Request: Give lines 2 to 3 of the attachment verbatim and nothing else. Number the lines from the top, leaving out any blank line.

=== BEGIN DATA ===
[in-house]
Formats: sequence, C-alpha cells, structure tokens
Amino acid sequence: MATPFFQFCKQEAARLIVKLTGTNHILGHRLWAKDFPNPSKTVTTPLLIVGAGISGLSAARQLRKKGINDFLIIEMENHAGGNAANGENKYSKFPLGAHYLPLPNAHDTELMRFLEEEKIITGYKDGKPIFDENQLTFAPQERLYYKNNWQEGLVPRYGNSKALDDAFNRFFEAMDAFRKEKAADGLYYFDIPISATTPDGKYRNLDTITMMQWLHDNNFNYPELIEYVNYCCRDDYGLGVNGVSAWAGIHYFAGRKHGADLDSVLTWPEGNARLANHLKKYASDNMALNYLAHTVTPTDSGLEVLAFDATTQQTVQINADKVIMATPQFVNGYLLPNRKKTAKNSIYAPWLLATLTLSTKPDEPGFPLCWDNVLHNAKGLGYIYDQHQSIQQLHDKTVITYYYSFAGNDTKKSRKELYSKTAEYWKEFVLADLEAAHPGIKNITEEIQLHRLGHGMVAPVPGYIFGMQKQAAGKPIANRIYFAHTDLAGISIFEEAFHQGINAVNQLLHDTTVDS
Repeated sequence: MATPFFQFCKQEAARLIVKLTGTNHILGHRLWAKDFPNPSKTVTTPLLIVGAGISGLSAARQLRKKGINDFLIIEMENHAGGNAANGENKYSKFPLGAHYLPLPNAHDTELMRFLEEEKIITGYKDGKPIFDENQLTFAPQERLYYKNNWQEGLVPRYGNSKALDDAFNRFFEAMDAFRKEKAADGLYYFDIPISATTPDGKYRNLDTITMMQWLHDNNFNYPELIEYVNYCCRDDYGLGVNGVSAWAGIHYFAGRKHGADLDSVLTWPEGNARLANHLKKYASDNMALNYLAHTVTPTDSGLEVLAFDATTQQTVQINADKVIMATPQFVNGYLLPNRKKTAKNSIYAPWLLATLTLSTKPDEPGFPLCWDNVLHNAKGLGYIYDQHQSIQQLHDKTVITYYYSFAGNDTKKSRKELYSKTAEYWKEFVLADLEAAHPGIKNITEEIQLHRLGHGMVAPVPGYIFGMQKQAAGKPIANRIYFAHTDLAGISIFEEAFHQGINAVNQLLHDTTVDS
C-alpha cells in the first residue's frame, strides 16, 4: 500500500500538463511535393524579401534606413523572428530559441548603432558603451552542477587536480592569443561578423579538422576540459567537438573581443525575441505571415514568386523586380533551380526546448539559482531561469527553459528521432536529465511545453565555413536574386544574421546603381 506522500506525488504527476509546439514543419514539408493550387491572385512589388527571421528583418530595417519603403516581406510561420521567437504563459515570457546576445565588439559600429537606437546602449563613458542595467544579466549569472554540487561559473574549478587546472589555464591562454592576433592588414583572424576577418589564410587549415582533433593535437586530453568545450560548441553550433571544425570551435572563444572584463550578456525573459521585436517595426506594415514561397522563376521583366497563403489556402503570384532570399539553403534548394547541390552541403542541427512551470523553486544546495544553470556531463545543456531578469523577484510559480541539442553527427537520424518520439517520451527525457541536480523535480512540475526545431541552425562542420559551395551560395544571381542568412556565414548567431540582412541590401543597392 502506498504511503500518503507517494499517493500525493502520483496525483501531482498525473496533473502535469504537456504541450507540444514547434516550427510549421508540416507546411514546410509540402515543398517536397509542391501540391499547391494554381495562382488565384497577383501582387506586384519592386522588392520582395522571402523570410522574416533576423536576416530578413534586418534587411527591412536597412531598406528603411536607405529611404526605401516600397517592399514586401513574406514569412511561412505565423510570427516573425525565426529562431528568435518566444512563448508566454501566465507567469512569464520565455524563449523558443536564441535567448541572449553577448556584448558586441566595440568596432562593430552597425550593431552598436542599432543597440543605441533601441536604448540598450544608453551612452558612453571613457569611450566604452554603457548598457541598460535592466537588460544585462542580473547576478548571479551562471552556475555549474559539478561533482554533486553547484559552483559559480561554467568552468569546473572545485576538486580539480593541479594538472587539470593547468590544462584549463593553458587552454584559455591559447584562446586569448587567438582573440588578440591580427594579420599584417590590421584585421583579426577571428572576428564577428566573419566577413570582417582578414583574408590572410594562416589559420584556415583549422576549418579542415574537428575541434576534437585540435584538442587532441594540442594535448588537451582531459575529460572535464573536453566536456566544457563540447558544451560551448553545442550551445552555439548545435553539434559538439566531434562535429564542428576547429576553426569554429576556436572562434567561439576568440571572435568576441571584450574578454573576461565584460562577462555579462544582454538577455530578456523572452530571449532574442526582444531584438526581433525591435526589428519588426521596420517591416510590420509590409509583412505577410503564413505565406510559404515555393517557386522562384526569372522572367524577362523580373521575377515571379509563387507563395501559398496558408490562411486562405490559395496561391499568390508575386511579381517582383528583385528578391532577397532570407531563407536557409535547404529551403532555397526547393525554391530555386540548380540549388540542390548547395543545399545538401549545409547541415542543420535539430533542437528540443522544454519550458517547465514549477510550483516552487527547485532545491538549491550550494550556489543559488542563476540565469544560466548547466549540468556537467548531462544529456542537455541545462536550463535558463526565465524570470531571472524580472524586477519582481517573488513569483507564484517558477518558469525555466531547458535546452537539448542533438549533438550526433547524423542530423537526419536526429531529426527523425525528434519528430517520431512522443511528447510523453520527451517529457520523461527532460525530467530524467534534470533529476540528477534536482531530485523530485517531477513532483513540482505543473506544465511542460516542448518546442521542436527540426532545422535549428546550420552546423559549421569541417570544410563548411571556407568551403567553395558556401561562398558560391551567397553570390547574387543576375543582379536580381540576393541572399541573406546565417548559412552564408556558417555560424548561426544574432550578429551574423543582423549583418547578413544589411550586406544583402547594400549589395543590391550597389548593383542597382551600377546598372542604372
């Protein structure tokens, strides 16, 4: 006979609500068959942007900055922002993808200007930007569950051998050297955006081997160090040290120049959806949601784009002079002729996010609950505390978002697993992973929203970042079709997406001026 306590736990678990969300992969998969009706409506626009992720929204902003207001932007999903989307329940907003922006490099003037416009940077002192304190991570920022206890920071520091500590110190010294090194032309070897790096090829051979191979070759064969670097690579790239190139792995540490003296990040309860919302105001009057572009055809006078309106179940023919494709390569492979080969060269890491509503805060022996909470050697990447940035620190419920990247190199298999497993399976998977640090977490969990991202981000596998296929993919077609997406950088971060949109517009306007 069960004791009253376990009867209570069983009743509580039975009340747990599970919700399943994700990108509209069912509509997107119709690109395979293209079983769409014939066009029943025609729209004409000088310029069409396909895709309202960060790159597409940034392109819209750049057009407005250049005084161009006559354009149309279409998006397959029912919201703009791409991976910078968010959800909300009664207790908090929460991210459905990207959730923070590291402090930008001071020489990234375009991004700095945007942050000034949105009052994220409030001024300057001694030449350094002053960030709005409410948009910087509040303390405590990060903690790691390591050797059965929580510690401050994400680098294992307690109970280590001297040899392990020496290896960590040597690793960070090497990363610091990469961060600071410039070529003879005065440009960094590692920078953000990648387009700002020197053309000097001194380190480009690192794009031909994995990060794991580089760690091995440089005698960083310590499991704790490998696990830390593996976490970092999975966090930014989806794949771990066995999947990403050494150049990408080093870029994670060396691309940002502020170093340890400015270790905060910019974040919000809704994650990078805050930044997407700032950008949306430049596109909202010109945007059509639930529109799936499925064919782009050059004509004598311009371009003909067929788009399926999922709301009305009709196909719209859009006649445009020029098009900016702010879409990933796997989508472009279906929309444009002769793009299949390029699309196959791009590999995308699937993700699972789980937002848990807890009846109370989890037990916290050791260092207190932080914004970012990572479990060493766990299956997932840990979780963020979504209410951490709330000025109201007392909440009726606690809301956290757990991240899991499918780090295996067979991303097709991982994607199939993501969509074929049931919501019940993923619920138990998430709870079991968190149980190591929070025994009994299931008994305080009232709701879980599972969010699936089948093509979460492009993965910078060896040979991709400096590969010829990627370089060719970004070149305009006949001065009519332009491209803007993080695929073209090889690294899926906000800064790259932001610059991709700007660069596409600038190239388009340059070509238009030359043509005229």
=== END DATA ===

Formats: sequence, C-alpha cells, structure tokens
Amino acid sequence: MATPFFQFCKQEAARLIVKLTGTNHILGHRLWAKDFPNPSKTVTTPLLIVGAGISGLSAARQLRKKGINDFLIIEMENHAGGNAANGENKYSKFPLGAHYLPLPNAHDTELMRFLEEEKIITGYKDGKPIFDENQLTFAPQERLYYKNNWQEGLVPRYGNSKALDDAFNRFFEAMDAFRKEKAADGLYYFDIPISATTPDGKYRNLDTITMMQWLHDNNFNYPELIEYVNYCCRDDYGLGVNGVSAWAGIHYFAGRKHGADLDSVLTWPEGNARLANHLKKYASDNMALNYLAHTVTPTDSGLEVLAFDATTQQTVQINADKVIMATPQFVNGYLLPNRKKTAKNSIYAPWLLATLTLSTKPDEPGFPLCWDNVLHNAKGLGYIYDQHQSIQQLHDKTVITYYYSFAGNDTKKSRKELYSKTAEYWKEFVLADLEAAHPGIKNITEEIQLHRLGHGMVAPVPGYIFGMQKQAAGKPIANRIYFAHTDLAGISIFEEAFHQGINAVNQLLHDTTVDS